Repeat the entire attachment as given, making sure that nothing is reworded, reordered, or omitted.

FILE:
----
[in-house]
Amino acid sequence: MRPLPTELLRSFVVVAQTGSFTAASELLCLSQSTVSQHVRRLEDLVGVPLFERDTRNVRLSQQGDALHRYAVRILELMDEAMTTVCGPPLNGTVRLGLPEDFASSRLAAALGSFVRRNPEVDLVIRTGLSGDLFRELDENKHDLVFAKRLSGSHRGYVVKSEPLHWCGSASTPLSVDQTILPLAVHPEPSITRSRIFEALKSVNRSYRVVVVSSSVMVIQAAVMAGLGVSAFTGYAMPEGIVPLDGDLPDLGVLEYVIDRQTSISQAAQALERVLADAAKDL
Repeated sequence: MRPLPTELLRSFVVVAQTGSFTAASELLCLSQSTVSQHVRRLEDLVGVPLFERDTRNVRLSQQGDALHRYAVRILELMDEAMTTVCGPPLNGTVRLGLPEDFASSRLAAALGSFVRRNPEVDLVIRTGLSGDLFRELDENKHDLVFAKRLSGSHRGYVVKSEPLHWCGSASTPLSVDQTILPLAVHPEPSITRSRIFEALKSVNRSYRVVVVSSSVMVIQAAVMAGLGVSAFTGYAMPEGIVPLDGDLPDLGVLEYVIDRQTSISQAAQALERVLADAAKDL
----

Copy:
[in-house]
Amino acid sequence: MRPLPTELLRSFVVVAQTGSFTAASELLCLSQSTVSQHVRRLEDLVGVPLFERDTRNVRLSQQGDALHRYAVRILELMDEAMTTVCGPPLNGTVRLGLPEDFASSRLAAALGSFVRRNPEVDLVIRTGLSGDLFRELDENKHDLVFAKRLSGSHRGYVVKSEPLHWCGSASTPLSVDQTILPLAVHPEPSITRSRIFEALKSVNRSYRVVVVSSSVMVIQAAVMAGLGVSAFTGYAMPEGIVPLDGDLPDLGVLEYVIDRQTSISQAAQALERVLADAAKDL
Repeated sequence: MRPLPTELLRSFVVVAQTGSFTAASELLCLSQSTVSQHVRRLEDLVGVPLFERDTRNVRLSQQGDALHRYAVRILELMDEAMTTVCGPPLNGTVRLGLPEDFASSRLAAALGSFVRRNPEVDLVIRTGLSGDLFRELDENKHDLVFAKRLSGSHRGYVVKSEPLHWCGSASTPLSVDQTILPLAVHPEPSITRSRIFEALKSVNRSYRVVVVSSSVMVIQAAVMAGLGVSAFTGYAMPEGIVPLDGDLPDLGVLEYVIDRQTSISQAAQALERVLADAAKDL